Richard Powers and "The Moving Finger"
Quick post—last night at the Morgan Library, Richard Powers debuted his "talk-piece" The Moving Finger, with some help from the great critic John Leonard (who later interviewed him onstage). Powers nailed the sense of discovery, drift, and paranoia that the blogosphere engenders. He beautifully and lucidly evoked the competing drives for anonymity and fame, the Borgesian flavor of the blogging experience, the nuances of Technorati and YouTube and bookmarking. (There's a funny part at the beginning where he talks about searching for information about Hummel figurines, and emerging from the swamp of browsing six hours later.)
Powers read in the voice of a Powers-like character who chances upon a mysterious science-oriented, literature-drenched blog (significantly, an early post is about mirror neurons), written by an obscure professor in Montana (effectively played by Leonard). The Moving Finger is the best thing I've read (well, heard) to date on the nature of blogs—a playful, brilliant nightmare.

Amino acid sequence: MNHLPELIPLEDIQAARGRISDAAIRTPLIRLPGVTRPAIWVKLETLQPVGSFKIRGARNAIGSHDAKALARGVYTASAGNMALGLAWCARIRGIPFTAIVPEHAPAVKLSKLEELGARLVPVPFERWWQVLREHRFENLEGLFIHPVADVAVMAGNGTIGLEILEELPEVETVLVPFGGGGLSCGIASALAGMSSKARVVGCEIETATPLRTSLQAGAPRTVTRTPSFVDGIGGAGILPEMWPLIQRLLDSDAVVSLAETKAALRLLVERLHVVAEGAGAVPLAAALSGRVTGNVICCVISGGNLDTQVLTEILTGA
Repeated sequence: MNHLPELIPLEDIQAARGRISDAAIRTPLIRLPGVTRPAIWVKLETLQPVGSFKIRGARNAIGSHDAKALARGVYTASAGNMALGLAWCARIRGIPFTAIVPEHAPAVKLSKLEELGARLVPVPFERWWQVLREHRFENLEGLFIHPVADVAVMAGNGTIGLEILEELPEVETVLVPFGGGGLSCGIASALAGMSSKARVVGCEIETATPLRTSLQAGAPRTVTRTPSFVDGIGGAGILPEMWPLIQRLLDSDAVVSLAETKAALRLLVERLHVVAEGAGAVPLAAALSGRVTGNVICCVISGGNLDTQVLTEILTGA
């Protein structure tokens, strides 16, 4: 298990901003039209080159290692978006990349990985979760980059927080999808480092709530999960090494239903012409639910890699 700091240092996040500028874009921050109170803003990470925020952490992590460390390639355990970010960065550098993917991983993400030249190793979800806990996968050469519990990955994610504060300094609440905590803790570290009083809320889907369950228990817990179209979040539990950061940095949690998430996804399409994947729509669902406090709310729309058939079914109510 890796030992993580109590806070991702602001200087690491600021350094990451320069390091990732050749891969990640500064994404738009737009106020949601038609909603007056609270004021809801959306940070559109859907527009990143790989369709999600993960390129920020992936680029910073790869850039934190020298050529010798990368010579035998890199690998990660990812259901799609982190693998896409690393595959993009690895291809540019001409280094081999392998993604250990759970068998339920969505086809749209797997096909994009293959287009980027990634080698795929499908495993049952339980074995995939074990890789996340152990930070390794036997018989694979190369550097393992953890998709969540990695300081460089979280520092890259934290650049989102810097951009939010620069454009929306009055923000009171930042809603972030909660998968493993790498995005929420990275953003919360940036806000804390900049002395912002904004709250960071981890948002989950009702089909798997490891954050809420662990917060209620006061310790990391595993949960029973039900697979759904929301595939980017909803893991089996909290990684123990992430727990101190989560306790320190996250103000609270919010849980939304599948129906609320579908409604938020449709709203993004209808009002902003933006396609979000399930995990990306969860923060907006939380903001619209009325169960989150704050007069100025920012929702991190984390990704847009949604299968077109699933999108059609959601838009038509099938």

Leonard and Powers had never met before last night, and their mutual admiration for each other was palpable, indeed moving. The interview was as thought-provoking and inspiring as the prepared piece. (I was also thrilled when Leonard brought up the recent Powers interview from The Believer.) Touching on the subject of criticism versus evaluation (characterized by the "star" method of bite-sized reviewery), Powers made the point that a good piece of criticism makes you feel like there's another person in the room. You are not the same person at the end of the piece as you were at the beginning, he said. The same could be said about this event at the Morgan: I left the auditorium a different person than I was when I entered.
(Thanks to Galleycat for the link!)